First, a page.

4 Ways to Manage Holiday Overwhelm When Trying to Conceive


This time of year can bring up a lot of emotions–especially when you’re trying to conceive.


We all know the holidays can include a lot of family time, which can be overwhelming and create quite a bit of holiday stress. This can become even more intense if you’re trying to conceive.

Whether it’s your:

    • pregnant cousins and their small children running around
    • great aunt asking when you’re going to start a family, or
    • mother-in-law dropping not-so-subtle hints about grandchildren

The holidays can cause a lot of emotional turbulence. 

Sometimes it’s all you can do to get through the day without bursting into tears.

So how can you get through this holiday season without losing your mind?

Here are 4 tips to help you manage the holiday stress and overwhelm:

1. Give yourself permission to feel whatever you feel

Here’s the thing–holidays bring up a lot of stuff for everyone–nostalgia, missing those who are no longer with us, or longing to hang that extra stocking on the mantel. If you’re trying to conceive, especially, I guarantee you’ll have some emotional ups and downs. And guess what? 

That’s okay.

It’s totally normal and to be expected. So give yourself some time and space to feel those things. Cry if you need to cry, maybe journal about your feelings, but find a way to acknowledge how you feel. Give yourself permission to let it out.


2. Visualize your potential triggers 

When preparing to see friends and family,  start by visualizing your holiday gathering and list out all of the potential triggers that might set you off—is it the questions about when you’re going to have a baby? Or is it seeing other family members who are pregnant or just had babies? Maybe it’s the pregnancy announcements–hearing that your sister is having her fourth? Or perhaps it’s your mother-in-law reminiscing about when your husband was a boy and all the cute things he did.

Whatever triggers you and gets you into that dark place, write it down. Any potential scenario that might arise. Make a list.

Feeling prepared for what might happen can help us mitigate holiday overwhelm.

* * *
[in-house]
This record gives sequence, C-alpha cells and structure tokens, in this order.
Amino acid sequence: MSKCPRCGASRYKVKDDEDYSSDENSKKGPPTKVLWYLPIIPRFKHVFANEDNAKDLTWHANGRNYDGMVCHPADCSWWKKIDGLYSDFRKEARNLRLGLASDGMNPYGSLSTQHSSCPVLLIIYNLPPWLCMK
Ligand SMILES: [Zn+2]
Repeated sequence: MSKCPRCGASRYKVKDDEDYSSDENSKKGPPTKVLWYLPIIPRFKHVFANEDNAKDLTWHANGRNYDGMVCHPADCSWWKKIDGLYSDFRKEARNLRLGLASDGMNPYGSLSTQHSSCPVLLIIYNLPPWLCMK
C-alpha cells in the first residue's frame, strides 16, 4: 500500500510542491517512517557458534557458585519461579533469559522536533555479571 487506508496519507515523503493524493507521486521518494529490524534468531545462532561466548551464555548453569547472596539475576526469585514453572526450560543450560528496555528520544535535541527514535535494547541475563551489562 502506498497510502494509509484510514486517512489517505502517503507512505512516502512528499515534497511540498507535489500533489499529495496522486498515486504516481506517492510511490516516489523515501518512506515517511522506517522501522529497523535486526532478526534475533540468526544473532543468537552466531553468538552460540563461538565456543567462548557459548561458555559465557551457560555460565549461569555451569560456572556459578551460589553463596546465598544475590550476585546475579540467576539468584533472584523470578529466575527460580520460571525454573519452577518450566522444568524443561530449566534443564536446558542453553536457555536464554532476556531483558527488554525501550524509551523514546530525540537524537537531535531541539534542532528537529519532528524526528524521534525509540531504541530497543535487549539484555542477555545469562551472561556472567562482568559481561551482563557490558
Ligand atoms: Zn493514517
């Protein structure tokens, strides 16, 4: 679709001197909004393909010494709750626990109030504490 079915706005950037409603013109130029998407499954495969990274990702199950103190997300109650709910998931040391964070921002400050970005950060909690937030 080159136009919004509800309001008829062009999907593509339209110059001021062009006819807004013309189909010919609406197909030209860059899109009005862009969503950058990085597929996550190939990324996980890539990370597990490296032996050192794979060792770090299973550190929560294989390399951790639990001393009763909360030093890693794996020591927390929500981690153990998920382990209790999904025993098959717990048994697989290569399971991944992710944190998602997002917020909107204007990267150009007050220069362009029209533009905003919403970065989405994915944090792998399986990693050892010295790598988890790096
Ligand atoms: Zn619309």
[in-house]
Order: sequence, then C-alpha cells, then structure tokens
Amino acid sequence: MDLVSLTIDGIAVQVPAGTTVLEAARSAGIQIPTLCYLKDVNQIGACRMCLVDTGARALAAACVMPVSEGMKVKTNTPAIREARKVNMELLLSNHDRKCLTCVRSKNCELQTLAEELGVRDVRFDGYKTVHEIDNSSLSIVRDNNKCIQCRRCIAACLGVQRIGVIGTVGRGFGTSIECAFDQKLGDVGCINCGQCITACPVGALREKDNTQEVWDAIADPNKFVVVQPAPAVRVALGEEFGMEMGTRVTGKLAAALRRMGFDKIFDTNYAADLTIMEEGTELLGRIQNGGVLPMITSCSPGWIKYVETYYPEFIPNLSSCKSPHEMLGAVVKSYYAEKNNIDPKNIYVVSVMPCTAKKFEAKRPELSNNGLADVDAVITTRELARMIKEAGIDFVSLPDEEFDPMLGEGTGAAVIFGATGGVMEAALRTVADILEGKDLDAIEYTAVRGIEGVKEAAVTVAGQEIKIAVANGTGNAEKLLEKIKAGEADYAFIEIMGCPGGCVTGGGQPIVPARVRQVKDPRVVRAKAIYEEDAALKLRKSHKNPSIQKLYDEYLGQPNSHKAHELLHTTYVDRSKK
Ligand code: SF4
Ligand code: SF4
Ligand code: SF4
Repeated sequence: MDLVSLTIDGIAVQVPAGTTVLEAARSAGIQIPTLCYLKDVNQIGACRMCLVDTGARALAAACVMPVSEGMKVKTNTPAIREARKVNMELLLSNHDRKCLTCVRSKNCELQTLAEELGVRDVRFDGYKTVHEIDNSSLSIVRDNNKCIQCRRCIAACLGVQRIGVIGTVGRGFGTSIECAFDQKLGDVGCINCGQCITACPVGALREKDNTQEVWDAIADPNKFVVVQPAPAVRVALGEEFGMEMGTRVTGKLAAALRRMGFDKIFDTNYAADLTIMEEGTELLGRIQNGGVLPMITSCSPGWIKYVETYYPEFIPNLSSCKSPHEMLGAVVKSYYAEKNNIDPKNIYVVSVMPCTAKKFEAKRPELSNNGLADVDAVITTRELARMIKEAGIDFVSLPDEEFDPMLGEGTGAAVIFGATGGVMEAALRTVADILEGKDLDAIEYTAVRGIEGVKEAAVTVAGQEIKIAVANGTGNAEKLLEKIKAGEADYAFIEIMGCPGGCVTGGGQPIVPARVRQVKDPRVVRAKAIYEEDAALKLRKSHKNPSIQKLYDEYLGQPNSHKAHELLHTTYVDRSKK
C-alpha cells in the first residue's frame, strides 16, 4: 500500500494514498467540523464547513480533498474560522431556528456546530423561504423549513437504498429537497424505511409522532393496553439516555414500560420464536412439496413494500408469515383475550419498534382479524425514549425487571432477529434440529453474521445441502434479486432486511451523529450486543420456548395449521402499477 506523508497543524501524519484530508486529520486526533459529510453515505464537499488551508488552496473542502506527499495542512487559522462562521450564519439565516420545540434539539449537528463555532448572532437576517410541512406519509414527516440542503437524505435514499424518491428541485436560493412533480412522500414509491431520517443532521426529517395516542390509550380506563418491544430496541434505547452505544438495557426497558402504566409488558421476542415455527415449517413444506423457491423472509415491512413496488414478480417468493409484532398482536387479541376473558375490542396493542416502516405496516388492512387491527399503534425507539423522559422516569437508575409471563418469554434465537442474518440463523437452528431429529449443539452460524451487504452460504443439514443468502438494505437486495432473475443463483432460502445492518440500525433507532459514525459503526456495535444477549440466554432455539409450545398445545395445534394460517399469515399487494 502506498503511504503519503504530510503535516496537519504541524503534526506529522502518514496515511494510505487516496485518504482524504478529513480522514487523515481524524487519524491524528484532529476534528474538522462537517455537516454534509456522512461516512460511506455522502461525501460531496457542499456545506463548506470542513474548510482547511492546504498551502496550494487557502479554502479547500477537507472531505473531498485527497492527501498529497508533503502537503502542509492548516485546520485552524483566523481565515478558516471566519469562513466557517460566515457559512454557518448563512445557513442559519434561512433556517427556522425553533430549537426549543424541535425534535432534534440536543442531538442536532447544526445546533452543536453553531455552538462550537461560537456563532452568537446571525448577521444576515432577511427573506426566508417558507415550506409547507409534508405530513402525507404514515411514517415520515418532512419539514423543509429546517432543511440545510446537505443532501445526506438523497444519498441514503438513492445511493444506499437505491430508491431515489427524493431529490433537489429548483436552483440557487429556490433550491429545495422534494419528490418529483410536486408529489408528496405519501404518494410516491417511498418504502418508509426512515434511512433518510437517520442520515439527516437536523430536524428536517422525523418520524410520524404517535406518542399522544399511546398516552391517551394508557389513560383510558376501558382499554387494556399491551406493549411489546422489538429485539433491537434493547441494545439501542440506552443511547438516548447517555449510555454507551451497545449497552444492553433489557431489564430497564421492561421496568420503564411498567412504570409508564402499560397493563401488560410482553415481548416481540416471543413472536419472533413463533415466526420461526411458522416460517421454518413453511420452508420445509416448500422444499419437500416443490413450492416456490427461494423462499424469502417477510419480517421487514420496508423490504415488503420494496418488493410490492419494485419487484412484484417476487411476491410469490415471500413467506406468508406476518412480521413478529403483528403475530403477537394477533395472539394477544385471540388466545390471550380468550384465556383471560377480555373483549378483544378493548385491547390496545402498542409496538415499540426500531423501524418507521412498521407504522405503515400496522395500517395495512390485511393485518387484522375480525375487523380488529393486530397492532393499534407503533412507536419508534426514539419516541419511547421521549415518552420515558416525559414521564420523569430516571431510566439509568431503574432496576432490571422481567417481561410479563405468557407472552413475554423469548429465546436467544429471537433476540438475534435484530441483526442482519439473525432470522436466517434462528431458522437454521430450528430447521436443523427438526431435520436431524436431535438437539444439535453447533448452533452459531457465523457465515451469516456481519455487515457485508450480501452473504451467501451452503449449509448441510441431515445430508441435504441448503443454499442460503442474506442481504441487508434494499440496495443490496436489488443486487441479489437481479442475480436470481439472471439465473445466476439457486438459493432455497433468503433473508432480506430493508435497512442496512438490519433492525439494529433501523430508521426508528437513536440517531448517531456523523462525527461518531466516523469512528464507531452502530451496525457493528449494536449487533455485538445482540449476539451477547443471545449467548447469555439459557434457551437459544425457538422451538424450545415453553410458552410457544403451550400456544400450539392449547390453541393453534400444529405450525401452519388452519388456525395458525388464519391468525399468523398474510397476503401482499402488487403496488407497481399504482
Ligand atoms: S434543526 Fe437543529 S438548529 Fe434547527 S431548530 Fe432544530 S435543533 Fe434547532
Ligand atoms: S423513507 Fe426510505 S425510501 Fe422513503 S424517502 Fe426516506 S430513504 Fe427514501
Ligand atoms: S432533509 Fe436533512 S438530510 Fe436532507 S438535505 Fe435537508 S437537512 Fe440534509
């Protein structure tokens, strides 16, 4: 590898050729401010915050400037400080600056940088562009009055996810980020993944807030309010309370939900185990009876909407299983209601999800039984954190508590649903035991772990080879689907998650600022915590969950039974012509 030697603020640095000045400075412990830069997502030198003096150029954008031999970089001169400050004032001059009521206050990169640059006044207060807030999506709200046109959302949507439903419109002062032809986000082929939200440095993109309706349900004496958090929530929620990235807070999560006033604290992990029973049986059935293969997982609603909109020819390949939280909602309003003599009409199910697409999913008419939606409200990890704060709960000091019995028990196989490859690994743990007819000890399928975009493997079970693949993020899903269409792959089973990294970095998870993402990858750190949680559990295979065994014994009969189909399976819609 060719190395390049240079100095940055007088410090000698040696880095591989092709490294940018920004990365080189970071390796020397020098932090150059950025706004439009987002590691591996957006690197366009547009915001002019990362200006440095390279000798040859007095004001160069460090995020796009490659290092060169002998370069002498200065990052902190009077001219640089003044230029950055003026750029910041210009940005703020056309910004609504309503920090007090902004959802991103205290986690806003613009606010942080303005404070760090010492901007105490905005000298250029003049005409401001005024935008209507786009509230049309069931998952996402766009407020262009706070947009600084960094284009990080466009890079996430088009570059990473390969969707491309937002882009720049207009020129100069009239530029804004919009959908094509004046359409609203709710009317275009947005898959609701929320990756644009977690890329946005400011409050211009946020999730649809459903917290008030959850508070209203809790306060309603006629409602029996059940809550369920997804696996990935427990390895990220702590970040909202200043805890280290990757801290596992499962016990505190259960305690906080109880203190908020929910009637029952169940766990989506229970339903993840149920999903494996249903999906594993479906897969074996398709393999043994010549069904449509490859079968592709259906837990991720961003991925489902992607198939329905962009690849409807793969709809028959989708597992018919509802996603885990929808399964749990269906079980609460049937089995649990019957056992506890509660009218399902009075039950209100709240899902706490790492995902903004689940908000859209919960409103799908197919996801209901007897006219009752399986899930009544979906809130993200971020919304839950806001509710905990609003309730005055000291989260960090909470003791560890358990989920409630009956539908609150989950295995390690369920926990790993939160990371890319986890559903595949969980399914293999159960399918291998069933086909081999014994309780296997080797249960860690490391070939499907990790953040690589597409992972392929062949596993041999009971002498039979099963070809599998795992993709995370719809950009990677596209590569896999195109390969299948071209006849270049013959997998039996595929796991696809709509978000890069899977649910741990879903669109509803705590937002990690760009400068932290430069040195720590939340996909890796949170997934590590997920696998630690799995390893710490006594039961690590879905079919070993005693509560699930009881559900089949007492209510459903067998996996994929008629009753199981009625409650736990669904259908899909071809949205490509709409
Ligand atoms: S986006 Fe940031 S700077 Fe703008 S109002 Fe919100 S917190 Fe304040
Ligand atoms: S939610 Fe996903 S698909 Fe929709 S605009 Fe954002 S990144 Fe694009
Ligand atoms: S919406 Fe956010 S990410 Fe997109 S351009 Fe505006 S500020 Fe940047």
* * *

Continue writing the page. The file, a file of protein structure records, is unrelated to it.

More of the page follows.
3. Decide how “Ideal-You” would handle these triggers

Next, go through that list and write out how “Ideal-You” would handle that situation. Not “Emotional You”, not “I’m-So-Upset-I’m-Tongue-Tied” you. Super calm, cool you who exists in an alternate dimension. How would she handle the new pregnancy announcement? The questions about kids? What would she say in an ideal world? Write it down.

You can think of this as a kind of rehearsal. Instead of letting these scenarios surprise you, you can actually practice for them. 

Then they aren’t as jarring when they happen, and you feel prepared for them. You may not respond as perfectly as you are planning right now, but probably better than you would otherwise. Plus we feel a sense of control over situations when we feel prepared for them.


4. (Optional) Consider sharing a simple statement about your situation  

Finally, consider sharing just a little bit about your situation. For some of my clients, it can be really liberating to take charge of the intrusive questions. Plus you can see it as an educational opportunity for  your great aunt who has never really considered that starting a family may not be easy for everyone.

Here’s an example. When asked for the hundredth time when you’ll be having kids, you could say something like:

“Well John and I have been working on it for the last two years. It’s taking us a little longer than we had hoped, but when we have something to share you’ll be the first to know.”

You don’t have to share the whole saga, or get into the personal details, but sometimes sharing a simple sentence can put an end to the questions and make people think twice before asking other women these questions in the future. 

You definitely have to be comfortable with this approach and ready to share, so it may not be right for you this year. But rehearsing a simple statement like that can help you feel prepared and take charge of a potentially stressful situation.


So give these things a try to help you manage holiday overwhelm and stress this year: imagine what potential triggers may arise and how your ideal self would handle them, and consider a short statement that tells your family what’s going on, if you feel ready for that.

And above all, give yourself permission to feel all your feelings this holidays season. You’ve got this my dear!

Wishing you a holiday season filled with love, wherever you are.

Want more support managing stress this holiday season? Snag my meditaiton bundle here and save 20% with code THANKS through the end of December.



Hi! I'm Kate.

Fertility coach, period pro, hormone healer, soul sister. Helping you transform your mind + body. Read my story here




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